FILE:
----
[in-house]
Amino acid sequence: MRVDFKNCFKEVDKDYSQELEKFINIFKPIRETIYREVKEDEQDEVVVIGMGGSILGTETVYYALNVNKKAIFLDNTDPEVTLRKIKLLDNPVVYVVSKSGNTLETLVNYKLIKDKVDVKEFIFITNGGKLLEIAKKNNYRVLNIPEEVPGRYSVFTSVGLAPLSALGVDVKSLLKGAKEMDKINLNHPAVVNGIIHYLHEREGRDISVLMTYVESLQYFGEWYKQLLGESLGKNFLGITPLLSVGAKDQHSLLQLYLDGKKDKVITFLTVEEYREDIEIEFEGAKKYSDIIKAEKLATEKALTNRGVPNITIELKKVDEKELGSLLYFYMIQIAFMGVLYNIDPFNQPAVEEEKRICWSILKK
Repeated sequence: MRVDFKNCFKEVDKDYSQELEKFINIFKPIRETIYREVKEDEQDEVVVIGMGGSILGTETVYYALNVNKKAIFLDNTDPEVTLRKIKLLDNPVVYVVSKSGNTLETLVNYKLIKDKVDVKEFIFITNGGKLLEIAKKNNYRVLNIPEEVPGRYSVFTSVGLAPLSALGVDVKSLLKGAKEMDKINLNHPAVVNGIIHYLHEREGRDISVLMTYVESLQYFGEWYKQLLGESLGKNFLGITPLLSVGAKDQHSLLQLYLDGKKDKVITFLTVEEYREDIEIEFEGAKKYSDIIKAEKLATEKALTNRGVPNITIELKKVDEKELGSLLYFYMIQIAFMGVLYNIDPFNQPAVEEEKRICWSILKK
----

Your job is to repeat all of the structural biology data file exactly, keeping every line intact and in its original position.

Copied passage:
[in-house]
Amino acid sequence: MRVDFKNCFKEVDKDYSQELEKFINIFKPIRETIYREVKEDEQDEVVVIGMGGSILGTETVYYALNVNKKAIFLDNTDPEVTLRKIKLLDNPVVYVVSKSGNTLETLVNYKLIKDKVDVKEFIFITNGGKLLEIAKKNNYRVLNIPEEVPGRYSVFTSVGLAPLSALGVDVKSLLKGAKEMDKINLNHPAVVNGIIHYLHEREGRDISVLMTYVESLQYFGEWYKQLLGESLGKNFLGITPLLSVGAKDQHSLLQLYLDGKKDKVITFLTVEEYREDIEIEFEGAKKYSDIIKAEKLATEKALTNRGVPNITIELKKVDEKELGSLLYFYMIQIAFMGVLYNIDPFNQPAVEEEKRICWSILKK
Repeated sequence: MRVDFKNCFKEVDKDYSQELEKFINIFKPIRETIYREVKEDEQDEVVVIGMGGSILGTETVYYALNVNKKAIFLDNTDPEVTLRKIKLLDNPVVYVVSKSGNTLETLVNYKLIKDKVDVKEFIFITNGGKLLEIAKKNNYRVLNIPEEVPGRYSVFTSVGLAPLSALGVDVKSLLKGAKEMDKINLNHPAVVNGIIHYLHEREGRDISVLMTYVESLQYFGEWYKQLLGESLGKNFLGITPLLSVGAKDQHSLLQLYLDGKKDKVITFLTVEEYREDIEIEFEGAKKYSDIIKAEKLATEKALTNRGVPNITIELKKVDEKELGSLLYFYMIQIAFMGVLYNIDPFNQPAVEEEKRICWSILKK